Using a North–South trade model with innovation and imitation, we investigate the interaction of intellectual property rights (IPR) protection and trade protection. We show that unlike a Southern tariff, a Northern tariff supplements IPR protection and is not necessarily a beggar-thy-neighbor policy. The globally optimal Northern tariff increases as IPR protection in the North or the South decreases. Global welfare may rise as Northern tariff increases, but necessarily declines as Southern tariff increases. This suggests that pushing for freer trade in the South is more urgent than in the North in innovation-intensive sectors where IPR protections are weak in both regions.
Bibliographical noteThe authors benefit from presentation at the Midwest International Economics Conference held at Purdue University (1999) and seminars at Hitoshubashi University, Osaka University and the University of Hong Kong. An earlier version of this paper was circulated with the title "trade and intellectual property rights protection: by whom and for what?". The work in this paper has been supported by the Research Grants Council of Hong Kong, PR China (Project no. CityU 1145/99H).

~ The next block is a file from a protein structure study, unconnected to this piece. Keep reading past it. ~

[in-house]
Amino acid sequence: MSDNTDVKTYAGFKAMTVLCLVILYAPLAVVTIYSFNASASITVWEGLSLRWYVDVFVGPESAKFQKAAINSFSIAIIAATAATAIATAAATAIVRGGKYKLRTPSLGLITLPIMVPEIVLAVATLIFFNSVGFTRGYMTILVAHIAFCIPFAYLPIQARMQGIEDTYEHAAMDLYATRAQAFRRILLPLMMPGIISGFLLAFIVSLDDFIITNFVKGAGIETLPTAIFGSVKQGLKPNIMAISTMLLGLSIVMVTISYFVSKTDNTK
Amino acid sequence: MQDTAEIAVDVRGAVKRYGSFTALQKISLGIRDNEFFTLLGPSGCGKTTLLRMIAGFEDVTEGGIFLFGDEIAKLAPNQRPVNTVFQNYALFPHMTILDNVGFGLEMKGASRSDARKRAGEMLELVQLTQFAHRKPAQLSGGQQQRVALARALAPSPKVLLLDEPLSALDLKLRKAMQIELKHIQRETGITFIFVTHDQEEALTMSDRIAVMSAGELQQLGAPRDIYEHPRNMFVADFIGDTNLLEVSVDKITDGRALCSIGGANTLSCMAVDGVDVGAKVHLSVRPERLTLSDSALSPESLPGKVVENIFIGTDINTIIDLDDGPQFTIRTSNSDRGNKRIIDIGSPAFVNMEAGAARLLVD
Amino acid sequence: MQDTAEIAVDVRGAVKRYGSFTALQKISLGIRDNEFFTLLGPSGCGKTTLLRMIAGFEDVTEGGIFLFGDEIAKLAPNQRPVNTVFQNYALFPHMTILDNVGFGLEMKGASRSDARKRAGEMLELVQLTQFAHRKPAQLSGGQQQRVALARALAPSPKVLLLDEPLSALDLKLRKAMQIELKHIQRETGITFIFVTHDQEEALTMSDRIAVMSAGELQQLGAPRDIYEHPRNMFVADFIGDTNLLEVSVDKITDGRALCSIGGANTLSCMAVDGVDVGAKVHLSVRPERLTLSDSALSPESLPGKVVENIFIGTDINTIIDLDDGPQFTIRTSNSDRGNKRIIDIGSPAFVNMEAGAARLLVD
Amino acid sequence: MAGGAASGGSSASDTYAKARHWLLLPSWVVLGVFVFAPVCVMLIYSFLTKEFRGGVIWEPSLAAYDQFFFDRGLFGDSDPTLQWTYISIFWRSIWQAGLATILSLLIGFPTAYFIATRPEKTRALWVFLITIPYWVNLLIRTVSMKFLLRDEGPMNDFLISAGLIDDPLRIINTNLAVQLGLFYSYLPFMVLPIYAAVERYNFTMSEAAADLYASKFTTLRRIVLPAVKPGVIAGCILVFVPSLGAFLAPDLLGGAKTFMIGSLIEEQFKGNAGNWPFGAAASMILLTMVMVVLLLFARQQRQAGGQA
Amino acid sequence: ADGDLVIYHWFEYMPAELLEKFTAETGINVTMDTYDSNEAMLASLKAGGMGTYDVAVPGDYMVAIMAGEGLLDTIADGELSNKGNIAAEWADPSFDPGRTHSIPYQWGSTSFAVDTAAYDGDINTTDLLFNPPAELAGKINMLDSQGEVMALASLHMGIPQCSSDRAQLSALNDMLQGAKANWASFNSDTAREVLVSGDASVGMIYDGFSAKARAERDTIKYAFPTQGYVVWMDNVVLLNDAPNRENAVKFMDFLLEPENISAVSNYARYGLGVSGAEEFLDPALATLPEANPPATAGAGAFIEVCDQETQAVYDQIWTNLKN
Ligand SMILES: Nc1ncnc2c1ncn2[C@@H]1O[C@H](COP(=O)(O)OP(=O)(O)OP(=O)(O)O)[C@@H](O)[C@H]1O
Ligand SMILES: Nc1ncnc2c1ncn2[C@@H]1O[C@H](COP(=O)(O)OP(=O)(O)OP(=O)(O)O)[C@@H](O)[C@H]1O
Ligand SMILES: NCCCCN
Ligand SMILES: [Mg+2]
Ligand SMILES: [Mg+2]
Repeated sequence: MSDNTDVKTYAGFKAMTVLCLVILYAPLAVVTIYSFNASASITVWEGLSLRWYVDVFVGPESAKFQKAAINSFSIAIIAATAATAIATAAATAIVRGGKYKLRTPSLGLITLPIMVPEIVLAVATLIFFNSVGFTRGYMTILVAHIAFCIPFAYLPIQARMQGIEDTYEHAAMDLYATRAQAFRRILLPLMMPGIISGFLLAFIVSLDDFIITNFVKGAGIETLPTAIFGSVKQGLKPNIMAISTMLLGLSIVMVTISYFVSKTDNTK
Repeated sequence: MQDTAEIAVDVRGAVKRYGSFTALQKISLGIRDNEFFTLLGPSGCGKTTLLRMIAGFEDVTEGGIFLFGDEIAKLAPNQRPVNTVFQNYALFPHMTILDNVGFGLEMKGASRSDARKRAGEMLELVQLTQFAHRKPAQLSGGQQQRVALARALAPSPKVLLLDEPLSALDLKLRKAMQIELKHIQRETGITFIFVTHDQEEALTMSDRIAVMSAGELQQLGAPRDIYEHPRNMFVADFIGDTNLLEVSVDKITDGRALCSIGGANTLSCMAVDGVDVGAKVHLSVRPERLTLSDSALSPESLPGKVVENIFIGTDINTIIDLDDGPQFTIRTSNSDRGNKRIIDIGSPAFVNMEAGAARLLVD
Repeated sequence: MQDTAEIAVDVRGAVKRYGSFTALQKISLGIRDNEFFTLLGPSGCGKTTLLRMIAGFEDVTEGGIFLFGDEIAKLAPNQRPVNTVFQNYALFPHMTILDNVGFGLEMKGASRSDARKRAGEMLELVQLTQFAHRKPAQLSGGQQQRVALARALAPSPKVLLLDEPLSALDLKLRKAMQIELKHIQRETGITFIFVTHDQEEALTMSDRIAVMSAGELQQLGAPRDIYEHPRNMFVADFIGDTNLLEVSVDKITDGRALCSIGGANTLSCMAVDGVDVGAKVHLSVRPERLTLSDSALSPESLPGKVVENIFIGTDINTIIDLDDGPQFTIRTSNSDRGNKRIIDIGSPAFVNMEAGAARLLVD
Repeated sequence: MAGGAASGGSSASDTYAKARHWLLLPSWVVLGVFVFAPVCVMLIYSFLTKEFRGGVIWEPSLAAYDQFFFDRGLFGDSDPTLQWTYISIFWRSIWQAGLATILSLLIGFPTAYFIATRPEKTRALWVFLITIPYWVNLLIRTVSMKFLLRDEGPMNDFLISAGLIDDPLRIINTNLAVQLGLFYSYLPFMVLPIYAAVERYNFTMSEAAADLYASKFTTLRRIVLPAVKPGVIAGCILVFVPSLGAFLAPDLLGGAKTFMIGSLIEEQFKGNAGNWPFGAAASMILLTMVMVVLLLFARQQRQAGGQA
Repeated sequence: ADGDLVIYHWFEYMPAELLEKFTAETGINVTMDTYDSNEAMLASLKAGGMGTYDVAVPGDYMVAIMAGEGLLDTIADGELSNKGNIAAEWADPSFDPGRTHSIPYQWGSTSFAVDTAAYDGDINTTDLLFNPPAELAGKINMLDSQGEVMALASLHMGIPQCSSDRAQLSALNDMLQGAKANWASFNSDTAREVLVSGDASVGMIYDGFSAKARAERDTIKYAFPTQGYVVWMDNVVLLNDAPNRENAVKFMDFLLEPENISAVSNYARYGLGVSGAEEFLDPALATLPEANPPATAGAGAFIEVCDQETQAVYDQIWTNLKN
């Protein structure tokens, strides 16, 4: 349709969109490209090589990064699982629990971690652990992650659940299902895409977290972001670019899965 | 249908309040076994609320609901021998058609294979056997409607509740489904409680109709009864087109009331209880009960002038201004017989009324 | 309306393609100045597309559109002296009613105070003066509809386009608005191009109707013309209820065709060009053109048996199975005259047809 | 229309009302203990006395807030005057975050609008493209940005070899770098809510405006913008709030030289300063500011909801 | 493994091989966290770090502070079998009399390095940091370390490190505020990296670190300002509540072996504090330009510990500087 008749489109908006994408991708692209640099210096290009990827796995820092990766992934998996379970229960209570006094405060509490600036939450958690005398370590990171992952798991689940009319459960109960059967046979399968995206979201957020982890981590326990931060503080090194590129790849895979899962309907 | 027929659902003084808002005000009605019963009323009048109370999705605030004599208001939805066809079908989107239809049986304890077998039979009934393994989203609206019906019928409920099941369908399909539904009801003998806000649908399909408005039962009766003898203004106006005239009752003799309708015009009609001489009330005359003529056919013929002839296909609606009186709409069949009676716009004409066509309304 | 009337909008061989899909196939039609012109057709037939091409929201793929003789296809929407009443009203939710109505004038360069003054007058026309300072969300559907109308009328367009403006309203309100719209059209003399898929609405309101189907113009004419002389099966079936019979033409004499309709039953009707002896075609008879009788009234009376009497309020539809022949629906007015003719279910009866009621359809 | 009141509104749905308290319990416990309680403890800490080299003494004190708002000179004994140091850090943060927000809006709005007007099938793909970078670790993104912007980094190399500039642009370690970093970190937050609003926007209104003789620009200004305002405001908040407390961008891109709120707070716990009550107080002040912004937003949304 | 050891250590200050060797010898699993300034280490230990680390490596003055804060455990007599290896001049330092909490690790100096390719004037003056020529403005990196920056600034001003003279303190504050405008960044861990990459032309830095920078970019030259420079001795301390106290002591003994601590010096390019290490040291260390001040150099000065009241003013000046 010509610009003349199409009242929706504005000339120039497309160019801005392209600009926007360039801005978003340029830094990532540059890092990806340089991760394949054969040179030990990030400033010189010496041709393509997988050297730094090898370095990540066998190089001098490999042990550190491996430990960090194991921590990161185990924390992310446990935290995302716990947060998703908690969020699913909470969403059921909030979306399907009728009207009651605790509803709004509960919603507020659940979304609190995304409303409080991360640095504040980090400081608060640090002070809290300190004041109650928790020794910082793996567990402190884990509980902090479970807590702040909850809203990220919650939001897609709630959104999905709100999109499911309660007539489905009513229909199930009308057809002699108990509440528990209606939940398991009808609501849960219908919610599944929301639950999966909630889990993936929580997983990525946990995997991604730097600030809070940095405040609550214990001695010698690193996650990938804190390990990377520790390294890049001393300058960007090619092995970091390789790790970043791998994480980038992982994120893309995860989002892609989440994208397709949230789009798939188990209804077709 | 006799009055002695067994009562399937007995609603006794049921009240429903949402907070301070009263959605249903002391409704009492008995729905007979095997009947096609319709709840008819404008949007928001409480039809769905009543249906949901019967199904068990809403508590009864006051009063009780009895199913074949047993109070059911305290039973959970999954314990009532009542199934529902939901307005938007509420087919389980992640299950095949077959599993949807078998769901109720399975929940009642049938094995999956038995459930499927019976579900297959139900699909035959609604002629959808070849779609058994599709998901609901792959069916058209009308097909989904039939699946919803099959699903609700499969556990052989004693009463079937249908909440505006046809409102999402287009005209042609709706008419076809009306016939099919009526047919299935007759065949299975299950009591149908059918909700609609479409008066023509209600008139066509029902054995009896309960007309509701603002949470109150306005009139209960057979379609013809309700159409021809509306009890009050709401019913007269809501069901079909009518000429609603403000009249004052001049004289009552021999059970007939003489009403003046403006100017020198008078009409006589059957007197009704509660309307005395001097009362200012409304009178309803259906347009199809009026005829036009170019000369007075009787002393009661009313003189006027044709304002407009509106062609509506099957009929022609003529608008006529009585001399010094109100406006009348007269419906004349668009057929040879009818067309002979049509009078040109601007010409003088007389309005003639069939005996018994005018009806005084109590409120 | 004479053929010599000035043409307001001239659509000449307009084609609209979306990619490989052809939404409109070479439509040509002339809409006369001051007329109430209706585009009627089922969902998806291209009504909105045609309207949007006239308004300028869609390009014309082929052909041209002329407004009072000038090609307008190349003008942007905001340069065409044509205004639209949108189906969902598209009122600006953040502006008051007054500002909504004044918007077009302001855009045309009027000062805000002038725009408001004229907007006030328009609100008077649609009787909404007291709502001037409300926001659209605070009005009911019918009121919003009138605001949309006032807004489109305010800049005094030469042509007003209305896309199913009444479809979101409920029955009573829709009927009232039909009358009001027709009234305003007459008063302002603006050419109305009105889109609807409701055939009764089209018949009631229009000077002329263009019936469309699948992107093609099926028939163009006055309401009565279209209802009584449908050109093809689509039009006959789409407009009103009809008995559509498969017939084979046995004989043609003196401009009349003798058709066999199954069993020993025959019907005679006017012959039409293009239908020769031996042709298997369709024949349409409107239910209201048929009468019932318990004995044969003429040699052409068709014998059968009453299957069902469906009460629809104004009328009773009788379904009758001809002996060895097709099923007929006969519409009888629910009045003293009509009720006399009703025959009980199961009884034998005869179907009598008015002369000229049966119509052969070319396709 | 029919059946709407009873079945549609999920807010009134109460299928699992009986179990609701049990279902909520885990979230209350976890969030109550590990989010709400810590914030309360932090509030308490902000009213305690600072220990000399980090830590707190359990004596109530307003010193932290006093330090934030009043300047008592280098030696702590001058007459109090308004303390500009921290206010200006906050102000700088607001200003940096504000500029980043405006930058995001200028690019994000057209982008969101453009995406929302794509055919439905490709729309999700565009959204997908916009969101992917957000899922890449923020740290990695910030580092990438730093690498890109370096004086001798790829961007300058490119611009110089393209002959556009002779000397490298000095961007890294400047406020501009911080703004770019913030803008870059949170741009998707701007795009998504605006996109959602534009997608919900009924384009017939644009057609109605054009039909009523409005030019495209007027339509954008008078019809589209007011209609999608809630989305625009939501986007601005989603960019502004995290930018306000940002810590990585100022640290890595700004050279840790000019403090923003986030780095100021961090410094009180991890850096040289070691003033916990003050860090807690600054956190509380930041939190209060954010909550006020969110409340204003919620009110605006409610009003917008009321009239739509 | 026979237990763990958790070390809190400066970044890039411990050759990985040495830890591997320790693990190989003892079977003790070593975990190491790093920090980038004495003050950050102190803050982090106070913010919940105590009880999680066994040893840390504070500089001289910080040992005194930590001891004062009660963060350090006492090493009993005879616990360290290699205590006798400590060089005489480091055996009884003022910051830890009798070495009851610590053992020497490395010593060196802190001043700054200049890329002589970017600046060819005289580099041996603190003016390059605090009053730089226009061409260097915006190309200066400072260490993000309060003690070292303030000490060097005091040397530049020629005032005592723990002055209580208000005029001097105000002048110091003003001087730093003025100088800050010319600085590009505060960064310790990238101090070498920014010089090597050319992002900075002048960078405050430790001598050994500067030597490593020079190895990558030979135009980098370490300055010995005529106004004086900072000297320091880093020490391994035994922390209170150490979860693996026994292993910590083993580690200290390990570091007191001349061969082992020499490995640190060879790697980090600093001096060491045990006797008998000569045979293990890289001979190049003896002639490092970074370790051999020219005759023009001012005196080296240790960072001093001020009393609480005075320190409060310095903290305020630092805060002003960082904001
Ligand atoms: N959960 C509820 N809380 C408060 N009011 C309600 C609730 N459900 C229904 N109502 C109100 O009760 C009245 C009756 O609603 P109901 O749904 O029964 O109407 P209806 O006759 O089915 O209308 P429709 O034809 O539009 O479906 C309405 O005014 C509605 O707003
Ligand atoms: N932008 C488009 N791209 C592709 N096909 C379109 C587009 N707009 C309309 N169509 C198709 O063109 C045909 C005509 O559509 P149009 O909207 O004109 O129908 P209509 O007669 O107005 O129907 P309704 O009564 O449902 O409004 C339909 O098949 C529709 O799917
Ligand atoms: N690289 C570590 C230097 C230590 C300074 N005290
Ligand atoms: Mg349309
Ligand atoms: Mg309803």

QIU, L. D., & LAI, E. L-C. (2004). Protection of trade for innovation : the roles of Northern and Southern tariff. Japan and the World Economy, 16(4), 449-470. https://doi.org/10.1016/S0922-1425(03)00025-2